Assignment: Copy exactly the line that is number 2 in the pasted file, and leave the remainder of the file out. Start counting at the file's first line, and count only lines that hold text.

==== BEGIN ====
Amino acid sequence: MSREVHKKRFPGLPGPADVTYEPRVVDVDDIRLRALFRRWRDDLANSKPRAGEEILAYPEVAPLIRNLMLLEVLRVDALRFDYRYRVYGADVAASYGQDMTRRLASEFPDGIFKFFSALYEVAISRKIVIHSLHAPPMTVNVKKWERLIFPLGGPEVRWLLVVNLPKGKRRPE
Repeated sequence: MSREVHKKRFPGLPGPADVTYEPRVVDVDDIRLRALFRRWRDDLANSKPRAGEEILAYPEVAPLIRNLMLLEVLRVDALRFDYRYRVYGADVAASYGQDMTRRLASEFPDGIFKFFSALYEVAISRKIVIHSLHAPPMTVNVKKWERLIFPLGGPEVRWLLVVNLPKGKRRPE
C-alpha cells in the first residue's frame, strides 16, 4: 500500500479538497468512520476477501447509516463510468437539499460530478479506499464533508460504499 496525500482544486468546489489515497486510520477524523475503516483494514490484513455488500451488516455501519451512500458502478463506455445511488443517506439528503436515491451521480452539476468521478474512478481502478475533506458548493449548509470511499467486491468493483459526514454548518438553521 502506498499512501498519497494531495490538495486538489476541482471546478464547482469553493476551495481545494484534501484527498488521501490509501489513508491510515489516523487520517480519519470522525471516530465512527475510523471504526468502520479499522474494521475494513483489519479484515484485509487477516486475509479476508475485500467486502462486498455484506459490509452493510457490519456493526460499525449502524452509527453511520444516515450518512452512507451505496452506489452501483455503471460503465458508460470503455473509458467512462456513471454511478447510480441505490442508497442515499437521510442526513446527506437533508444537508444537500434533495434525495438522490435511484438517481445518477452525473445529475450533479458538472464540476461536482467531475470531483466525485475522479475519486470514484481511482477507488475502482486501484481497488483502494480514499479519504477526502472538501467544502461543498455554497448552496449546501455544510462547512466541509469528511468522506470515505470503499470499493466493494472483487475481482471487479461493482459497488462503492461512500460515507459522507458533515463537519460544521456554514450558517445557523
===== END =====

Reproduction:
Repeated sequence: MSREVHKKRFPGLPGPADVTYEPRVVDVDDIRLRALFRRWRDDLANSKPRAGEEILAYPEVAPLIRNLMLLEVLRVDALRFDYRYRVYGADVAASYGQDMTRRLASEFPDGIFKFFSALYEVAISRKIVIHSLHAPPMTVNVKKWERLIFPLGGPEVRWLLVVNLPKGKRRPE